Written by Angela
I try not to be a whiner. I really do. This life we’re living is pretty wonderful. We’re in a beautiful National Forest. We eat delicious food. We get to hike, canoe, swim, and run on trails every day. I have a sweet little toddler who is adventurous and funny, with an affinity for laughter, raspberries, dirt, and twirls. I love my wife. I’m healthy and happy and doing this thing—this year of volunteer travel discernment—that we’ve been hoping and dreaming and planning for all this time. Hear this. I am grateful. And privileged. And lucky. Truly.
But these damn mosquitoes.
There are so many of them. After spending over fifty dollars—yes, you read that correctly—on various mosquito repellents, we’ve finally found one safe and natural enough for Riah’s baby soft skin, yet aggressive enough to ward off those bloodsucking beasts swarming around his little blond head. It’s actually pretty humorous.
“They should be getting better any day now,” Vermonters tells us.
“The mosquitoes are usually gone by this time of year,” regular Silver Lake hikers inform us. “I’ve never seen them this bad,” mud-soaked mountain bikers insist.
Vermont has had more rain this summer than in the past 130 years. 130 years! June was the hottest June on record for the entire planet; I’m so glad climate change isn’t real (insert side eye). The mosquitoes aren’t bad three miles up the road, or on other hikes, or in town. They just swarm around Silver Lake and our camper and our toddler’s poor little noggin. Seriously.
As seen on our “Guiding Principles” page, there are certain values, virtues, principles by which we try to abide. Like the ethical systems of all people trying hard to be good, sometimes we fall short. But these damn mosquitoes are killing me. We’re a little vegan family, for example. Don’t worry, we haven’t been tempted to eat the mosquitoes. But an obvious undergirding principle of veganism is not killing things, like animals, often even bugs. I’ve been known to catch a spider, even a gross roach (tucked carefully between a cup and a box and not near my hands, of course), and to rush outside flinging them wildly, yet lovingly, into the grass while shouting, “You’re free!” Elizabeth made a non-violent trap to catch fruit flies without killing them, for crying out loud. It’s not really in me to kill something, even a bug, when given the choice. And I’m a pacifist, which is closely linked to my veganism. Do no harm. Try to leave things better and more beautiful than you found them, and if you can’t, at least let them live. Life is valuable, worthwhile and meaningful, even if it’s small, unseen, or seemingly insignificant to me. Even if it’s mangy or gross or unwanted. Life is valuable. I want to respect and honor that.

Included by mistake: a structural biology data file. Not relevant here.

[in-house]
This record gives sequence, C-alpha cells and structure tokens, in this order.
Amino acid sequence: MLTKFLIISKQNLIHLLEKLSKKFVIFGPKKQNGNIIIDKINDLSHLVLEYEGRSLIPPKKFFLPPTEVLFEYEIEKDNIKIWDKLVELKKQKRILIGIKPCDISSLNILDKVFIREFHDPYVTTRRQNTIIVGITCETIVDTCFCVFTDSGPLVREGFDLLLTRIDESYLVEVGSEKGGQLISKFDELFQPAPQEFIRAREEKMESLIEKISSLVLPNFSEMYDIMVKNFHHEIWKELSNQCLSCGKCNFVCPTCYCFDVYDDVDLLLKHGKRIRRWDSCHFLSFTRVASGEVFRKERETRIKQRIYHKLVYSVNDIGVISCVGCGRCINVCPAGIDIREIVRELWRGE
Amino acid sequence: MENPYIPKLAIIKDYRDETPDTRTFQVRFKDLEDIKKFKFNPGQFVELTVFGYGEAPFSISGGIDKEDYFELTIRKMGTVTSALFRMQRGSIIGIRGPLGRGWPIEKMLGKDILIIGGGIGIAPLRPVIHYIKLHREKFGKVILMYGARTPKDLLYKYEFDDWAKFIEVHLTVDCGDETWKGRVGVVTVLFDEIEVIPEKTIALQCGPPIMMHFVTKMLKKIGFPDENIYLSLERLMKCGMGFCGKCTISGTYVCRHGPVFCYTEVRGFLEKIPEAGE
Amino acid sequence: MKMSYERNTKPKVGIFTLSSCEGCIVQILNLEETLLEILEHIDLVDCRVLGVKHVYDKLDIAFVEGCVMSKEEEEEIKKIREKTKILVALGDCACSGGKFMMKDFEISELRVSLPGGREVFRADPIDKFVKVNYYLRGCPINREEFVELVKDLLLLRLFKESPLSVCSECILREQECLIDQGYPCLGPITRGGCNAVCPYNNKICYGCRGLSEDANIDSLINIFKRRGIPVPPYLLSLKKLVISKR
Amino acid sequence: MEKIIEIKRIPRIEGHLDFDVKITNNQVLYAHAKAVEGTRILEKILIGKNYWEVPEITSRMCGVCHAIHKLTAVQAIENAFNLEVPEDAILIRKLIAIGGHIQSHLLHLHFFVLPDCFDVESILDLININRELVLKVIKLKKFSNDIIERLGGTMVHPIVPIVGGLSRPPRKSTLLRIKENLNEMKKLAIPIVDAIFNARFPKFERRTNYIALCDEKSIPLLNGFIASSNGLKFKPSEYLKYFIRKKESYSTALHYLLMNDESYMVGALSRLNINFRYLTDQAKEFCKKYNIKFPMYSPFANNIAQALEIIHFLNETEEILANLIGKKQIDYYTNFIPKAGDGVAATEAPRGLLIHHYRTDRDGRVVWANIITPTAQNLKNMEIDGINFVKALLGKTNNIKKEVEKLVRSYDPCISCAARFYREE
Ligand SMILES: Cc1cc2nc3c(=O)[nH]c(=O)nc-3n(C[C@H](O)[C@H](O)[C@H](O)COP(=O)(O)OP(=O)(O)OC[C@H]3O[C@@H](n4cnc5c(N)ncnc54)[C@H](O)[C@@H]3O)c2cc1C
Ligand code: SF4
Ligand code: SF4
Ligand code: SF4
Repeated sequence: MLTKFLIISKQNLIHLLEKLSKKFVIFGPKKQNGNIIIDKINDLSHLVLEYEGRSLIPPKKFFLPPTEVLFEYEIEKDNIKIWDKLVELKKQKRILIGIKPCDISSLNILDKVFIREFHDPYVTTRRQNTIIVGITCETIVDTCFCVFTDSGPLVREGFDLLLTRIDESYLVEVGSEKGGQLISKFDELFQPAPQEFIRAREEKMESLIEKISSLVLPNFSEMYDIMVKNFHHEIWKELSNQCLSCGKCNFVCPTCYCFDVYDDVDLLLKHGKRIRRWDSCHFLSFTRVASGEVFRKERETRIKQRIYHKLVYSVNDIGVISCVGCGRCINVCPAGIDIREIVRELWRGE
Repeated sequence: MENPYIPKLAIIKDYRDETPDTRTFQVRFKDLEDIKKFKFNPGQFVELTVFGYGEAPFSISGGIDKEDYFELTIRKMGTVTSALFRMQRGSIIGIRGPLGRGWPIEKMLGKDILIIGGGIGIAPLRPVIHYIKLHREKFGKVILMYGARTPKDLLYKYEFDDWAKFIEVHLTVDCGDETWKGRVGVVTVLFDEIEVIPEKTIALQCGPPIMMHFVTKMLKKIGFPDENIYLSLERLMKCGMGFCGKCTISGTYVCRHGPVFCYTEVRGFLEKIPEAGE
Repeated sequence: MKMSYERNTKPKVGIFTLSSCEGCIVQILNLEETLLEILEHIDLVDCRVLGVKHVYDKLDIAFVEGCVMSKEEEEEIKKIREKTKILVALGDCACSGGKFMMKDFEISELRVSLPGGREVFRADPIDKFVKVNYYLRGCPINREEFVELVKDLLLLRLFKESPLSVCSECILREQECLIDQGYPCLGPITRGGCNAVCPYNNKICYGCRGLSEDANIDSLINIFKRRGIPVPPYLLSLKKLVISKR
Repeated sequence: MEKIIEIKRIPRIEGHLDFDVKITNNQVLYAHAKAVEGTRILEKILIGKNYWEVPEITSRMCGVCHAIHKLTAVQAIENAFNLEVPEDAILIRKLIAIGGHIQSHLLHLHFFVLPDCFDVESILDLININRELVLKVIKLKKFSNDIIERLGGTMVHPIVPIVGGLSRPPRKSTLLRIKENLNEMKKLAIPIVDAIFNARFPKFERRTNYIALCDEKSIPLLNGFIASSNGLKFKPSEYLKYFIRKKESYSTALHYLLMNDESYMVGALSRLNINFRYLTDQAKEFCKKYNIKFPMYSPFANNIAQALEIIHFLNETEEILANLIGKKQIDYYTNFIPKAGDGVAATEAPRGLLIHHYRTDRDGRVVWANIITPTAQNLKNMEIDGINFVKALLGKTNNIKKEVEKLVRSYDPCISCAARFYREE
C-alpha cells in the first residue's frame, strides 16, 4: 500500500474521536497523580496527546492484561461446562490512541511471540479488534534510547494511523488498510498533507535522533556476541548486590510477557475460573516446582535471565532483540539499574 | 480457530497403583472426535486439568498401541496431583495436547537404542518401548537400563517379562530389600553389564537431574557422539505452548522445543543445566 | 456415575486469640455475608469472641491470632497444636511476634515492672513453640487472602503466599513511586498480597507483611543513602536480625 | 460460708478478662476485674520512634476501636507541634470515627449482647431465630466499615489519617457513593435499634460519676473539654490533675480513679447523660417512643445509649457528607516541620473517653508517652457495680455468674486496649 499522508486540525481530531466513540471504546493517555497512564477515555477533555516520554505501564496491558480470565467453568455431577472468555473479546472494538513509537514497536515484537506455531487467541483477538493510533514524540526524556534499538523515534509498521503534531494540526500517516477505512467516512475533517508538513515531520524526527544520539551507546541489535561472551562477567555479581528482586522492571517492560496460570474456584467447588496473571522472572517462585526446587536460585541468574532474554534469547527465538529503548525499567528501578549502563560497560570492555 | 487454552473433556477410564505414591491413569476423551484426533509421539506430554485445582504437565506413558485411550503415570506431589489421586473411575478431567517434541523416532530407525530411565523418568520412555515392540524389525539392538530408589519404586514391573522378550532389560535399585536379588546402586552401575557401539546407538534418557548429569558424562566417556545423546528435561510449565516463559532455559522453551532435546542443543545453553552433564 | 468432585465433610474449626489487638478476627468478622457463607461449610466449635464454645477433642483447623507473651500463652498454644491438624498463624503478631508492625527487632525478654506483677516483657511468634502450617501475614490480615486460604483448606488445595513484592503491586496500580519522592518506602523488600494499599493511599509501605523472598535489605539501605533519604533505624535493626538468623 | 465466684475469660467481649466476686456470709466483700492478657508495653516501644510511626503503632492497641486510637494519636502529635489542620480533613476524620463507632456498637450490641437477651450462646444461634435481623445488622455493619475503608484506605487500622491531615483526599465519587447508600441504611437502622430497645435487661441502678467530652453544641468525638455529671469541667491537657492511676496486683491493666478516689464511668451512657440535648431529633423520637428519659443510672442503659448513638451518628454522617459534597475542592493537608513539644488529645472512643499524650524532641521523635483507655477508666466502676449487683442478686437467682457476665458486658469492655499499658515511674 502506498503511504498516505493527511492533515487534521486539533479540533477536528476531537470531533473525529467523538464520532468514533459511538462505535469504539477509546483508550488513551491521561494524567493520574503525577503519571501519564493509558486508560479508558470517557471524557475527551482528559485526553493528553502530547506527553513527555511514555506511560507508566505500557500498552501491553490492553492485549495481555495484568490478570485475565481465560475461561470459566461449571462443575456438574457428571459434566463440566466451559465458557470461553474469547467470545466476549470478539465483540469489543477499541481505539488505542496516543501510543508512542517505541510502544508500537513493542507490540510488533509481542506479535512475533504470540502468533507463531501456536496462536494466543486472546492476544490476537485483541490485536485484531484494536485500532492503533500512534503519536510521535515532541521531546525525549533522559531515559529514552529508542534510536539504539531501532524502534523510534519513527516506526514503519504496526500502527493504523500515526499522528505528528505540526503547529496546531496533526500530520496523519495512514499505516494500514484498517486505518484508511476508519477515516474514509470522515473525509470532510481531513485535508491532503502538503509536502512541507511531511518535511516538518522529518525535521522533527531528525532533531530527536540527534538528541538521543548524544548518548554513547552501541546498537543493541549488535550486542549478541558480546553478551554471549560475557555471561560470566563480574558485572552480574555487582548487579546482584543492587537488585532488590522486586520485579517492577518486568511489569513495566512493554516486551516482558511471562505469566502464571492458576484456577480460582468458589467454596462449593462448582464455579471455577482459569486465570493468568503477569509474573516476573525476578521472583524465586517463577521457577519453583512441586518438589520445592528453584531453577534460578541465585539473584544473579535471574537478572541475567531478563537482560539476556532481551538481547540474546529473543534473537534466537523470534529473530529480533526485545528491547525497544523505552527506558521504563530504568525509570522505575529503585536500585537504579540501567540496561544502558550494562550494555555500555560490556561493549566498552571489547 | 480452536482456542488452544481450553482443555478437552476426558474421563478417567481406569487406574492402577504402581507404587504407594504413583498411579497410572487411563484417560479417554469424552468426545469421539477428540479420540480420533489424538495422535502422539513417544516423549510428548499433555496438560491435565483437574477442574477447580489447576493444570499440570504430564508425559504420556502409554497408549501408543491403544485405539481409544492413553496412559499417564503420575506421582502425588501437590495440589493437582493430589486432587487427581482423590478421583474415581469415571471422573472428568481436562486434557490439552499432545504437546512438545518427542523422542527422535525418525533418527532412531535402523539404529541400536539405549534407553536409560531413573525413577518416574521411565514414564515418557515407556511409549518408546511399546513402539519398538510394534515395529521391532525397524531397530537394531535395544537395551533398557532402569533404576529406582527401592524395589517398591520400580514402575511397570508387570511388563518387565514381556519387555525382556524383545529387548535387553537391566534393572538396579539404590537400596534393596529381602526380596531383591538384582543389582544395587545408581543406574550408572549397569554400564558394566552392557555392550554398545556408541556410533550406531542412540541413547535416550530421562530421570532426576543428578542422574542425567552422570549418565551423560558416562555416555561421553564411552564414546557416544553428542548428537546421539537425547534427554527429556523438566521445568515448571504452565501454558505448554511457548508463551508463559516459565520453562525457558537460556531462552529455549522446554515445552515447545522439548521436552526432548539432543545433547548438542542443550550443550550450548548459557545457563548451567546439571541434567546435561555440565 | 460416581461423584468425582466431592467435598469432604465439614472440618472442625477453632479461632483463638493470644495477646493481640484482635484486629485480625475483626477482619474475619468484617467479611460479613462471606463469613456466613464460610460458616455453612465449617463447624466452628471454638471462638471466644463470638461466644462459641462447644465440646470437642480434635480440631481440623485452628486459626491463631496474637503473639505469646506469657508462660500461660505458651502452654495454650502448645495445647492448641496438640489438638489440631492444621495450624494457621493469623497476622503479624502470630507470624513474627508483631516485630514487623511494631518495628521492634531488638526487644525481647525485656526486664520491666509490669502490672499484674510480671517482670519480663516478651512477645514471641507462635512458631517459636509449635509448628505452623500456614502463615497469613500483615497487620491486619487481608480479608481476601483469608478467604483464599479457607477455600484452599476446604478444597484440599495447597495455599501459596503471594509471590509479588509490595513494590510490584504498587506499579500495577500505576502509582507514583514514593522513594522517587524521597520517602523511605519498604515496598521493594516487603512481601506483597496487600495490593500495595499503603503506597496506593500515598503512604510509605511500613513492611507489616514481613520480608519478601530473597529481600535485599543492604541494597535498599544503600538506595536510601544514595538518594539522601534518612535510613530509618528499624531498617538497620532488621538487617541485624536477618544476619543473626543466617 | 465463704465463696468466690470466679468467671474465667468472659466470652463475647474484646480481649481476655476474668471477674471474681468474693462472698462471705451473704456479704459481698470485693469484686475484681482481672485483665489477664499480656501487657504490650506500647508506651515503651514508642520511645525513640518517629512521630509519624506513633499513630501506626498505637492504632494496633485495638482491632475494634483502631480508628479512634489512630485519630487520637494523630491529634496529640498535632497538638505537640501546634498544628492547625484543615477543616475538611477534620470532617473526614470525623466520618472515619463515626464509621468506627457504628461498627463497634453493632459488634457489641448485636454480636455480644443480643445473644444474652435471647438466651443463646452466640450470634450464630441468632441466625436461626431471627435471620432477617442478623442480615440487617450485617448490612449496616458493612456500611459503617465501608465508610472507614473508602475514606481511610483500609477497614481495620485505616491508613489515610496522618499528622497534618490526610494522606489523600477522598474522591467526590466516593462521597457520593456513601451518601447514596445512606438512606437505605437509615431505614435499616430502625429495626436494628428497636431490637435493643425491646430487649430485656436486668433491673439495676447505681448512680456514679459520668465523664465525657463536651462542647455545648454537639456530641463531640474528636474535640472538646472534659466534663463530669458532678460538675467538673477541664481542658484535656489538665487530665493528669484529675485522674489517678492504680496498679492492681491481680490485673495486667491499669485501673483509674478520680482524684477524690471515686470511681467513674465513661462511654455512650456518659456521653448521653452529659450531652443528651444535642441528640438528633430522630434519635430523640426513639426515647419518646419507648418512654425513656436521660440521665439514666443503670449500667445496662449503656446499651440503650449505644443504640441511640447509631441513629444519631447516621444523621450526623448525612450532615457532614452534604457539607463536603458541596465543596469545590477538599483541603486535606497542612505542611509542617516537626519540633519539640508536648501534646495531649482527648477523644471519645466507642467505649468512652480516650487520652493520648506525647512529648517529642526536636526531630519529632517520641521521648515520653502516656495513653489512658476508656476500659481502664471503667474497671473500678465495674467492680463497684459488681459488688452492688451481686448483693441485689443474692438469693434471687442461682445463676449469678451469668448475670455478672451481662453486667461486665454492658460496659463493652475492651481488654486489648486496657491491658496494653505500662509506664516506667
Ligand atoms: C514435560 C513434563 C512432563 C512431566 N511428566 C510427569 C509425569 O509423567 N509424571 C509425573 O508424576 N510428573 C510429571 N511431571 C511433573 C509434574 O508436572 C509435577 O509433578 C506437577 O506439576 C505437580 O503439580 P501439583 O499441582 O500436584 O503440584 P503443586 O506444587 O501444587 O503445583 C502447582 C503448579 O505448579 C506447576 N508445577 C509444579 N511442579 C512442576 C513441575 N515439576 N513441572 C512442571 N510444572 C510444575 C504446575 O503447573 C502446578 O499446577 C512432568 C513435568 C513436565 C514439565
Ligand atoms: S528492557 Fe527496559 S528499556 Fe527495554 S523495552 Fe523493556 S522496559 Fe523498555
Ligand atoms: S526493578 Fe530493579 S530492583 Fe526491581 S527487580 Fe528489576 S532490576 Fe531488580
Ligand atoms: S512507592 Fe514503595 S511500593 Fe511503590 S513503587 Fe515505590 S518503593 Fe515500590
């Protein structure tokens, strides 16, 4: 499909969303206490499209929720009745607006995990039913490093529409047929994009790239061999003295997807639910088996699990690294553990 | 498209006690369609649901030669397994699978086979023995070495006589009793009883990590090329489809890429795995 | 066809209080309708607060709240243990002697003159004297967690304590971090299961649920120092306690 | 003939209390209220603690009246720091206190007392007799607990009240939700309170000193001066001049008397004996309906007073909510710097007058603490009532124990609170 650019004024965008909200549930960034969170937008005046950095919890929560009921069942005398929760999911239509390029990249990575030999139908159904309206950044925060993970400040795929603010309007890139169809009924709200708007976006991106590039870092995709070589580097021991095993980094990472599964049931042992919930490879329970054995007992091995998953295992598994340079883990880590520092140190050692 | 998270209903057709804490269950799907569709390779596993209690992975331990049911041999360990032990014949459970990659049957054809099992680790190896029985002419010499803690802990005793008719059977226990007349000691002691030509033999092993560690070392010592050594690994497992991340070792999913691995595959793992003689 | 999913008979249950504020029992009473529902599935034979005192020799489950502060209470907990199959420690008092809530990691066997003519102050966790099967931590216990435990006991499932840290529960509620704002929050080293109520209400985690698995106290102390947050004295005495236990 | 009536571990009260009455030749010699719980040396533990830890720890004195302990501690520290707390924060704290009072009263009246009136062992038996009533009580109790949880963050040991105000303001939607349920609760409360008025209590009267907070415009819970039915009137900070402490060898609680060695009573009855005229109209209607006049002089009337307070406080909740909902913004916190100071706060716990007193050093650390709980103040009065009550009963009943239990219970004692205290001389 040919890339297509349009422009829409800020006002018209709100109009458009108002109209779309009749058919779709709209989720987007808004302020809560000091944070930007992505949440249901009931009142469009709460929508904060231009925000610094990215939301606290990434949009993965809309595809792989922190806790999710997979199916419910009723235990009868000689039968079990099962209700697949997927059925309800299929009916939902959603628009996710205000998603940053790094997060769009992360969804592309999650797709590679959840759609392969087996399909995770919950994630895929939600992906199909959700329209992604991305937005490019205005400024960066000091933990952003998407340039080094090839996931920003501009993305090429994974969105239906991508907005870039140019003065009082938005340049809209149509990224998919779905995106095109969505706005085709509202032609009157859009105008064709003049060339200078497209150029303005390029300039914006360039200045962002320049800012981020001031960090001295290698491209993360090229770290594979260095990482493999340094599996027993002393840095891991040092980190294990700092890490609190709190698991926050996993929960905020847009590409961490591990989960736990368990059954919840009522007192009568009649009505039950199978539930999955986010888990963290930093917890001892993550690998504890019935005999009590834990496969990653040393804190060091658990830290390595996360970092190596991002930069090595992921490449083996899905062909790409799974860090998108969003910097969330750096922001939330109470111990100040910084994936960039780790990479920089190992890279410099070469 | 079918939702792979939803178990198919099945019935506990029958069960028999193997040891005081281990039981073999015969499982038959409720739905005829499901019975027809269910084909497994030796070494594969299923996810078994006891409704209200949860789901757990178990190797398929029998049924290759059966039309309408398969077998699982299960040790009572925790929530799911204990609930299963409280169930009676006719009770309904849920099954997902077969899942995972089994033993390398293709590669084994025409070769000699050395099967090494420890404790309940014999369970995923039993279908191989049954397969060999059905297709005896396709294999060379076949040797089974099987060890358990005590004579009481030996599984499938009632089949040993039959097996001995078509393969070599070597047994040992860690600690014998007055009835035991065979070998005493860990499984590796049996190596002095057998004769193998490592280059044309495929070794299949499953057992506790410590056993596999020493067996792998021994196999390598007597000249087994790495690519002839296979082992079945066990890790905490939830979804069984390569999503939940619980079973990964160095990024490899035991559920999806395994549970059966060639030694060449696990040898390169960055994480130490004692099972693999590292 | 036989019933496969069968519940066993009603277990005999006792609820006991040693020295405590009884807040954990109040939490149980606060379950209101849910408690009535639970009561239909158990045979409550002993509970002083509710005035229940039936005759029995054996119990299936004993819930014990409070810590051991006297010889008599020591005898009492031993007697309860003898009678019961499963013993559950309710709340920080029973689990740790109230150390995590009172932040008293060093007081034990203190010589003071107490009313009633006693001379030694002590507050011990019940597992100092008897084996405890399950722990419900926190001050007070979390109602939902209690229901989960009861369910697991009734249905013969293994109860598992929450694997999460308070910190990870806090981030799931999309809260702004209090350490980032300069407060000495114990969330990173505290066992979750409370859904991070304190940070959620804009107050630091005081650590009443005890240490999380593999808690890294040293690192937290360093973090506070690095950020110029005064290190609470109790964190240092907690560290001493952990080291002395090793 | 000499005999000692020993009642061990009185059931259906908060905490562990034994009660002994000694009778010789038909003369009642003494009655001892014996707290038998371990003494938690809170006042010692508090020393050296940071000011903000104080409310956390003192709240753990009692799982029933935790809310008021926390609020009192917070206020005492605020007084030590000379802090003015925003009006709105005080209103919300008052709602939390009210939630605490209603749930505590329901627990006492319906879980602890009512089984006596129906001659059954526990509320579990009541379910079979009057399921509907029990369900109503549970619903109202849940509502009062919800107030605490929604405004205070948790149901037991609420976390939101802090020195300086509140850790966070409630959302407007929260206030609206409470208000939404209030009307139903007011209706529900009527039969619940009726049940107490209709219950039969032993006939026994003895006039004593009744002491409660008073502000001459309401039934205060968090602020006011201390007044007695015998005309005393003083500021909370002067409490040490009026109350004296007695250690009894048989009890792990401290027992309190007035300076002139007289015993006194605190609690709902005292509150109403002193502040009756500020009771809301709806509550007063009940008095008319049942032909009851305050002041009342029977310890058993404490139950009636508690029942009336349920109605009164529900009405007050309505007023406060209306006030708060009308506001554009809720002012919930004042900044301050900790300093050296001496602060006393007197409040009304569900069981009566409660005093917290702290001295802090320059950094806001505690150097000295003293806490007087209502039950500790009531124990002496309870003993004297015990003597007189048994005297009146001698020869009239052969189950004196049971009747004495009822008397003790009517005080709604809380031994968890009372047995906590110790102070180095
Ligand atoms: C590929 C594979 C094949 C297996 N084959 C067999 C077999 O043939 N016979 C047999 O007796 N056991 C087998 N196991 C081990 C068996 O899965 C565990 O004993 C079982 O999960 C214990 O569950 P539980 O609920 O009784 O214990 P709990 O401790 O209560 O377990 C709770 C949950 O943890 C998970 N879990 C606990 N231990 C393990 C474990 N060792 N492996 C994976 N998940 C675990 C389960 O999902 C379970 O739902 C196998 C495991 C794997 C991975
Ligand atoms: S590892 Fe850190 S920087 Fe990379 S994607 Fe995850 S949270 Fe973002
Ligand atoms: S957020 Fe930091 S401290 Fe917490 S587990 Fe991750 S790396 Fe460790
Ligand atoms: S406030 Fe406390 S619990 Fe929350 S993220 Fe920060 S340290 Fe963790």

And yet in recent days you could have found me, the vegan pacifist, clenched fist flying toward the canvas walls of the camper, while shouting, “Die mother f*$#%er!” and crushing the life of a helpless mosquito, his/her blood now splattering across the canvas and onto my knuckles. “That was quite out of character for you,” I thought of myself.
It didn’t start quite so violently. It began with essential oils, which actually smelled quite nice. And the mosquitoes nibbled Riah’s neck and legs. It progressed to swatting and a “natural” bug spray. And the mosquitoes attacked the poor little dude’s forehead. I’d say, “Sorry mosquito,” while uttering a little prayer of gratitude for the bug’s short life as I squashed it in a wash cloth. I tried to be nice. I tried to follow my principles. I really did. But no matter how many times Elizabeth swatted and said, “Don’t you sting my baby,” they just wouldn’t listen.
Now there are at least six blood stains on the inside canvas of the camper and the carcasses and various severed limbs of slain mosquitoes can be found throughout our belongings. We do a thorough squashing each night before bed as we literally hunt for any bloodsuckers that found their way inside and render their bodies lifeless in a wash cloth specifically set aside for killing mosquitoes. Really. The wash cloth isn’t for washing dishes, or counters, or bodies; it isn’t for wiping up spills. The sole purpose of said wash cloth is the utter annihilation of mosquitoes who happen to fly into the confines of our living space. For them, it is not a living space. It is a dying space. Our camper is a mosquito graveyard.
I suppose I’m more of a situational ethicist than I thought. I’ll set the spiders and non-biting bugs free, but the mosquitoes must die. Hashtag: #sorrynotsorry